MDHHS announces new plan to improve health of infants and mothers

Published: Sep. 5, 2019 at 12:02 PM EDT
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The Michigan Department of Health and Human Services (MDHHS), in partnership with the Maternal Infant Strategy Group (MISG), is announcing the release of the 2020-2023 Mother Infant Health and Equity Improvement Plan.

The improvement plan includes comprehensive statewide strategies that will align stakeholders around key goals to improve the health of mothers and babies. The plan was developed through public comment, continued engagement and discussion with maternal infant health stakeholders and advisement of the MISG.

“It’s so important that our state continues to move forward in helping new moms and babies lead healthy lives,” said Gov. Gretchen Whitmer. “Right now, the U.S. has the highest maternal death rate in the developed world, and Detroit’s maternal death rate is three times the national average. That’s why this improvement plan is so important. When we work together to acknowledge and address health disparities, we can make sure expecting moms have the care they need to have a healthy pregnancy no matter where they live.”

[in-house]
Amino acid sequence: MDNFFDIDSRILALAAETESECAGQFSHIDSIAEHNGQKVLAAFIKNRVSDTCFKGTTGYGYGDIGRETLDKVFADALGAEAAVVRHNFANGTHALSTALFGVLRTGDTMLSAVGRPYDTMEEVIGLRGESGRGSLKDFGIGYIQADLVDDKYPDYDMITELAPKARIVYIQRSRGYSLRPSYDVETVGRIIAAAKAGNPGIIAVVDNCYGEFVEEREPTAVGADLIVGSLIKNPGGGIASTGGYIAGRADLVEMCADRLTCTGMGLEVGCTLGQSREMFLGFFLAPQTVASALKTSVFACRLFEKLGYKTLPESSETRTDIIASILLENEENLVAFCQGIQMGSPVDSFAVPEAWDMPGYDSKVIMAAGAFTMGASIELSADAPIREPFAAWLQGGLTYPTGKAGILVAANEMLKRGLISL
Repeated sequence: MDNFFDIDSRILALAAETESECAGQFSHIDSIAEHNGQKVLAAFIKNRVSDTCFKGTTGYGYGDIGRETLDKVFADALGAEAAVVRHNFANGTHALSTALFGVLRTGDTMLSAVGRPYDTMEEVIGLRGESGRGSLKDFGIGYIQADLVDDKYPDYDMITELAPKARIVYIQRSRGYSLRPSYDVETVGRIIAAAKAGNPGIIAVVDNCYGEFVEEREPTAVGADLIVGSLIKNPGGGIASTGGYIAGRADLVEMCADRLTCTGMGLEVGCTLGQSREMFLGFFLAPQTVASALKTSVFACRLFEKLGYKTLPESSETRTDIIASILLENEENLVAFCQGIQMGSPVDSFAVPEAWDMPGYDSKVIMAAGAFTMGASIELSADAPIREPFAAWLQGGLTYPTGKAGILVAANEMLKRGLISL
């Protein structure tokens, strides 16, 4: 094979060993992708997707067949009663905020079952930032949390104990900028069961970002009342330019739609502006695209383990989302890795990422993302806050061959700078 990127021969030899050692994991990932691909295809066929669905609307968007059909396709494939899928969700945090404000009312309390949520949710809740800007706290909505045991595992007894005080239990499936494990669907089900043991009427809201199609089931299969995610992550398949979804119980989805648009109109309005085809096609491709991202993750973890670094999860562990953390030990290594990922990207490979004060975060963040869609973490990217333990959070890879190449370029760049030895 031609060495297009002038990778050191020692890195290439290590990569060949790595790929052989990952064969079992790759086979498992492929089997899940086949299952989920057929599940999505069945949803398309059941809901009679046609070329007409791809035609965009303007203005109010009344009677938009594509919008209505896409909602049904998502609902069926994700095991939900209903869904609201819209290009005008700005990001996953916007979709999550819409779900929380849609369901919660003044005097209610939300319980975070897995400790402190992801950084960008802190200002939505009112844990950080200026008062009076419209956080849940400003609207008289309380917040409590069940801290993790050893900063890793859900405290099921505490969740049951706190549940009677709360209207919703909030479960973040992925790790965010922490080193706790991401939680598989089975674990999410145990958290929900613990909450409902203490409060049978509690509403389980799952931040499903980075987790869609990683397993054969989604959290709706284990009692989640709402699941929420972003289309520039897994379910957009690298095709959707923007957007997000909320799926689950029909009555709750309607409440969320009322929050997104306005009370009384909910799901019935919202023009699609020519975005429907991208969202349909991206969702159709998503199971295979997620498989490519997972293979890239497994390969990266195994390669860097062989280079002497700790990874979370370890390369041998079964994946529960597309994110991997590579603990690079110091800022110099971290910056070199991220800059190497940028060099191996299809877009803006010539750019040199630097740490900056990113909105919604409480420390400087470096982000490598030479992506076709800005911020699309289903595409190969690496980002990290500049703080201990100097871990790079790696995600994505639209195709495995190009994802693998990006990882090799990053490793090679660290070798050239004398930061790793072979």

The overall vision of the improvement plan is: Zero Preventable Deaths. Zero Health Disparities. To achieve this, the improvement plan focuses on six primary priorities:

• Health equity.

• Healthy girls, women and mothers.

• Optimal birth spacing.

• Full-term, healthy weight babies.

• Infants safely sleeping.

• Mental, emotional and behavioral well-being.

“While many people are doing great work to improve the lives of mothers, infants and families, the data shows there is much more we need to do,” said Dr. Joneigh Khaldun, MDHHS chief medical executive and chief deputy director for health. “The improvement plan will align partners, track metrics and make sure we are engaging a variety of community partners in this important work.”

Michigan has a higher infant mortality rate than the national rate, with 6.8 deaths per 1,000 live births. There are also significant disparities that exist across race, with black infants 2.8 times more likely to die before their first birthday than white infants. The plan emphasizes addressing both clinical and non-clinical factors, such as housing, racial biases, access to family planning and promoting safe sleep practices.

The Mother Infant Health and Equity Improvement Plan, along with additional information, is available at